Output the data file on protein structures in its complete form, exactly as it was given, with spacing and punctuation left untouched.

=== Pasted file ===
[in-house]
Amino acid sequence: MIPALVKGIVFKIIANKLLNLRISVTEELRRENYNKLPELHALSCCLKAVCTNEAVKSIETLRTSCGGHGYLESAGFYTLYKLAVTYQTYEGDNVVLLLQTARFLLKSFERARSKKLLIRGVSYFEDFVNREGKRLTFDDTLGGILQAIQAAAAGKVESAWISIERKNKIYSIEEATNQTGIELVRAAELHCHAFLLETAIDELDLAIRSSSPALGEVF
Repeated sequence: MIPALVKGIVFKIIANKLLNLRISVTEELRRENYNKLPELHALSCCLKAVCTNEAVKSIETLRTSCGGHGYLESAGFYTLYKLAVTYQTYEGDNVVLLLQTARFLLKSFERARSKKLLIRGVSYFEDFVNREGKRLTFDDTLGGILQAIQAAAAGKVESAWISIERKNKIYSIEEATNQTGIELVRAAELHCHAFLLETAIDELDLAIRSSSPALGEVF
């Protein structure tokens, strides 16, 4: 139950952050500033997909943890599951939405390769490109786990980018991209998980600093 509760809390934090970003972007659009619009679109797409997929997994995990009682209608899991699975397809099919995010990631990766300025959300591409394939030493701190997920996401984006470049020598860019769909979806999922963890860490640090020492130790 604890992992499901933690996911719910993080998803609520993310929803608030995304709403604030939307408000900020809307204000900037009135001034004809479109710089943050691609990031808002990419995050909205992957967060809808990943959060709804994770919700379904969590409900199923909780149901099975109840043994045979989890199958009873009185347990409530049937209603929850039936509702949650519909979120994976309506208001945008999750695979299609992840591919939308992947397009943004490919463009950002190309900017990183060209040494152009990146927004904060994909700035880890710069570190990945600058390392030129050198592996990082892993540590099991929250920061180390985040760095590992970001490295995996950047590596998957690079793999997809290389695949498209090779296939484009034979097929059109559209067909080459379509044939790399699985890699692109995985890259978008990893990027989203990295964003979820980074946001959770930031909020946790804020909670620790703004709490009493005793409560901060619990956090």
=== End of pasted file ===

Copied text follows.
[in-house]
Amino acid sequence: MIPALVKGIVFKIIANKLLNLRISVTEELRRENYNKLPELHALSCCLKAVCTNEAVKSIETLRTSCGGHGYLESAGFYTLYKLAVTYQTYEGDNVVLLLQTARFLLKSFERARSKKLLIRGVSYFEDFVNREGKRLTFDDTLGGILQAIQAAAAGKVESAWISIERKNKIYSIEEATNQTGIELVRAAELHCHAFLLETAIDELDLAIRSSSPALGEVF
Repeated sequence: MIPALVKGIVFKIIANKLLNLRISVTEELRRENYNKLPELHALSCCLKAVCTNEAVKSIETLRTSCGGHGYLESAGFYTLYKLAVTYQTYEGDNVVLLLQTARFLLKSFERARSKKLLIRGVSYFEDFVNREGKRLTFDDTLGGILQAIQAAAAGKVESAWISIERKNKIYSIEEATNQTGIELVRAAELHCHAFLLETAIDELDLAIRSSSPALGEVF
């Protein structure tokens, strides 16, 4: 139950952050500033997909943890599951939405390769490109786990980018991209998980600093 509760809390934090970003972007659009619009679109797409997929997994995990009682209608899991699975397809099919995010990631990766300025959300591409394939030493701190997920996401984006470049020598860019769909979806999922963890860490640090020492130790 604890992992499901933690996911719910993080998803609520993310929803608030995304709403604030939307408000900020809307204000900037009135001034004809479109710089943050691609990031808002990419995050909205992957967060809808990943959060709804994770919700379904969590409900199923909780149901099975109840043994045979989890199958009873009185347990409530049937209603929850039936509702949650519909979120994976309506208001945008999750695979299609992840591919939308992947397009943004490919463009950002190309900017990183060209040494152009990146927004904060994909700035880890710069570190990945600058390392030129050198592996990082892993540590099991929250920061180390985040760095590992970001490295995996950047590596998957690079793999997809290389695949498209090779296939484009034979097929059109559209067909080459379509044939790399699985890699692109995985890259978008990893990027989203990295964003979820980074946001959770930031909020946790804020909670620790703004709490009493005793409560901060619990956090």